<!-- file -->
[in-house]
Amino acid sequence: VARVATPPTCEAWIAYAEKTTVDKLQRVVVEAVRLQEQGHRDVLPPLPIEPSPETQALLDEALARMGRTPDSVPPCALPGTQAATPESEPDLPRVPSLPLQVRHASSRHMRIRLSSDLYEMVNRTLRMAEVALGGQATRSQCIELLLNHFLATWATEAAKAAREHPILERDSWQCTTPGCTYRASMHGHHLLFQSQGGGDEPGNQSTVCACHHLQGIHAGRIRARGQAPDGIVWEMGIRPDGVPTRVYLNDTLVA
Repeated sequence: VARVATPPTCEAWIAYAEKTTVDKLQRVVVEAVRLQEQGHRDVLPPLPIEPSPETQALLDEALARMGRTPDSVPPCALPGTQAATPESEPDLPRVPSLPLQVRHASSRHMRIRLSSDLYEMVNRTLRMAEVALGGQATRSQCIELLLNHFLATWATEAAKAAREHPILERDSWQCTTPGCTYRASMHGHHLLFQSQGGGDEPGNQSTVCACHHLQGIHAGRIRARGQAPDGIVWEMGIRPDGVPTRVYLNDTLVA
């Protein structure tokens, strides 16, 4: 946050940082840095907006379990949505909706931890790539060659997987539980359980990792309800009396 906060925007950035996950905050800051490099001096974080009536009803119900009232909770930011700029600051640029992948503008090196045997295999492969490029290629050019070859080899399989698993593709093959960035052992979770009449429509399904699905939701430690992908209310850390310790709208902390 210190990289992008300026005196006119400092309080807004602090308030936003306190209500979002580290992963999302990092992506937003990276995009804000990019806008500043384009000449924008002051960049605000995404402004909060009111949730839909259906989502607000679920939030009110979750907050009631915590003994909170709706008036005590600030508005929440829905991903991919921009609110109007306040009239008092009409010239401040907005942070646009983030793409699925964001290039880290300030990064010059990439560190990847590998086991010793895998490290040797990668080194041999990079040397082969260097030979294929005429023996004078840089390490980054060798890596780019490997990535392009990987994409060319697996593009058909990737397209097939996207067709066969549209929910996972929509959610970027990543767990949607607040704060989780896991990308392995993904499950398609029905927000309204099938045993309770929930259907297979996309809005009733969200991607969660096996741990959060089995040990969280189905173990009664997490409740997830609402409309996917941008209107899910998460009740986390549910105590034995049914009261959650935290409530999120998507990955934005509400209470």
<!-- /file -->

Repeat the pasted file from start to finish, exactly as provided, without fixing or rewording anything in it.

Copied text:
[in-house]
Amino acid sequence: VARVATPPTCEAWIAYAEKTTVDKLQRVVVEAVRLQEQGHRDVLPPLPIEPSPETQALLDEALARMGRTPDSVPPCALPGTQAATPESEPDLPRVPSLPLQVRHASSRHMRIRLSSDLYEMVNRTLRMAEVALGGQATRSQCIELLLNHFLATWATEAAKAAREHPILERDSWQCTTPGCTYRASMHGHHLLFQSQGGGDEPGNQSTVCACHHLQGIHAGRIRARGQAPDGIVWEMGIRPDGVPTRVYLNDTLVA
Repeated sequence: VARVATPPTCEAWIAYAEKTTVDKLQRVVVEAVRLQEQGHRDVLPPLPIEPSPETQALLDEALARMGRTPDSVPPCALPGTQAATPESEPDLPRVPSLPLQVRHASSRHMRIRLSSDLYEMVNRTLRMAEVALGGQATRSQCIELLLNHFLATWATEAAKAAREHPILERDSWQCTTPGCTYRASMHGHHLLFQSQGGGDEPGNQSTVCACHHLQGIHAGRIRARGQAPDGIVWEMGIRPDGVPTRVYLNDTLVA
């Protein structure tokens, strides 16, 4: 946050940082840095907006379990949505909706931890790539060659997987539980359980990792309800009396 906060925007950035996950905050800051490099001096974080009536009803119900009232909770930011700029600051640029992948503008090196045997295999492969490029290629050019070859080899399989698993593709093959960035052992979770009449429509399904699905939701430690992908209310850390310790709208902390 210190990289992008300026005196006119400092309080807004602090308030936003306190209500979002580290992963999302990092992506937003990276995009804000990019806008500043384009000449924008002051960049605000995404402004909060009111949730839909259906989502607000679920939030009110979750907050009631915590003994909170709706008036005590600030508005929440829905991903991919921009609110109007306040009239008092009409010239401040907005942070646009983030793409699925964001290039880290300030990064010059990439560190990847590998086991010793895998490290040797990668080194041999990079040397082969260097030979294929005429023996004078840089390490980054060798890596780019490997990535392009990987994409060319697996593009058909990737397209097939996207067709066969549209929910996972929509959610970027990543767990949607607040704060989780896991990308392995993904499950398609029905927000309204099938045993309770929930259907297979996309809005009733969200991607969660096996741990959060089995040990969280189905173990009664997490409740997830609402409309996917941008209107899910998460009740986390549910105590034995049914009261959650935290409530999120998507990955934005509400209470």